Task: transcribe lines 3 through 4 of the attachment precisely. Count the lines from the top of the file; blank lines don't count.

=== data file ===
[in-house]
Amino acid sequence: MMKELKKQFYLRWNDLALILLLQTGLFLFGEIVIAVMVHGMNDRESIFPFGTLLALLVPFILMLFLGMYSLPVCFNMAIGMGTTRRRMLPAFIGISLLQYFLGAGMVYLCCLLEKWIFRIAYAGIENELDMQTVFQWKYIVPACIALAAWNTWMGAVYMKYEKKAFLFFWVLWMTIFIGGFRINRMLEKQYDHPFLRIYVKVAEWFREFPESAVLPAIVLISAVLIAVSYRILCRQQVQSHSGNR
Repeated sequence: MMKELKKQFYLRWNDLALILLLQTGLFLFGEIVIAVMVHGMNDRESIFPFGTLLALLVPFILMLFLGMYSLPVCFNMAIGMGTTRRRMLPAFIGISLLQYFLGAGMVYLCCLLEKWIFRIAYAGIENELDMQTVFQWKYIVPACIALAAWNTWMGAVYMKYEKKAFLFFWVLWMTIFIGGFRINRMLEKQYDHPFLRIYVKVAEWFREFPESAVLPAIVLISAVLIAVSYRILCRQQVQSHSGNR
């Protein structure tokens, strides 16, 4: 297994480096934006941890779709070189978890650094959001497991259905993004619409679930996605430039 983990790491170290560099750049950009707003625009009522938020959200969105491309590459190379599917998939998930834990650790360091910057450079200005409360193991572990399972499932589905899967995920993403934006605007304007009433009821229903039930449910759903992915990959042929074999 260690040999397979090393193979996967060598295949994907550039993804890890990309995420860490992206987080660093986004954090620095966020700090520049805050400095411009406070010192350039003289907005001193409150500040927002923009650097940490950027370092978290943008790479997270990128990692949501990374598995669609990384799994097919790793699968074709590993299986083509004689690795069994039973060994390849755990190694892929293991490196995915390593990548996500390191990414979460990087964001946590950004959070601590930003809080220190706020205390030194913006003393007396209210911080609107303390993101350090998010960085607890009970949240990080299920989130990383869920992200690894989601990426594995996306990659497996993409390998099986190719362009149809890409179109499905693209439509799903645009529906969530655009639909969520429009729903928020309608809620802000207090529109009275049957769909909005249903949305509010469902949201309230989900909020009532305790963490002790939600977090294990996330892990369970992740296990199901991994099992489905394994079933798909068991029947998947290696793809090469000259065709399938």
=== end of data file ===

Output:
Repeated sequence: MMKELKKQFYLRWNDLALILLLQTGLFLFGEIVIAVMVHGMNDRESIFPFGTLLALLVPFILMLFLGMYSLPVCFNMAIGMGTTRRRMLPAFIGISLLQYFLGAGMVYLCCLLEKWIFRIAYAGIENELDMQTVFQWKYIVPACIALAAWNTWMGAVYMKYEKKAFLFFWVLWMTIFIGGFRINRMLEKQYDHPFLRIYVKVAEWFREFPESAVLPAIVLISAVLIAVSYRILCRQQVQSHSGNR
């Protein structure tokens, strides 16, 4: 297994480096934006941890779709070189978890650094959001497991259905993004619409679930996605430039 983990790491170290560099750049950009707003625009009522938020959200969105491309590459190379599917998939998930834990650790360091910057450079200005409360193991572990399972499932589905899967995920993403934006605007304007009433009821229903039930449910759903992915990959042929074999 260690040999397979090393193979996967060598295949994907550039993804890890990309995420860490992206987080660093986004954090620095966020700090520049805050400095411009406070010192350039003289907005001193409150500040927002923009650097940490950027370092978290943008790479997270990128990692949501990374598995669609990384799994097919790793699968074709590993299986083509004689690795069994039973060994390849755990190694892929293991490196995915390593990548996500390191990414979460990087964001946590950004959070601590930003809080220190706020205390030194913006003393007396209210911080609107303390993101350090998010960085607890009970949240990080299920989130990383869920992200690894989601990426594995996306990659497996993409390998099986190719362009149809890409179109499905693209439509799903645009529906969530655009639909969520429009729903928020309608809620802000207090529109009275049957769909909005249903949305509010469902949201309230989900909020009532305790963490002790939600977090294990996330892990369970992740296990199901991994099992489905394994079933798909068991029947998947290696793809090469000259065709399938």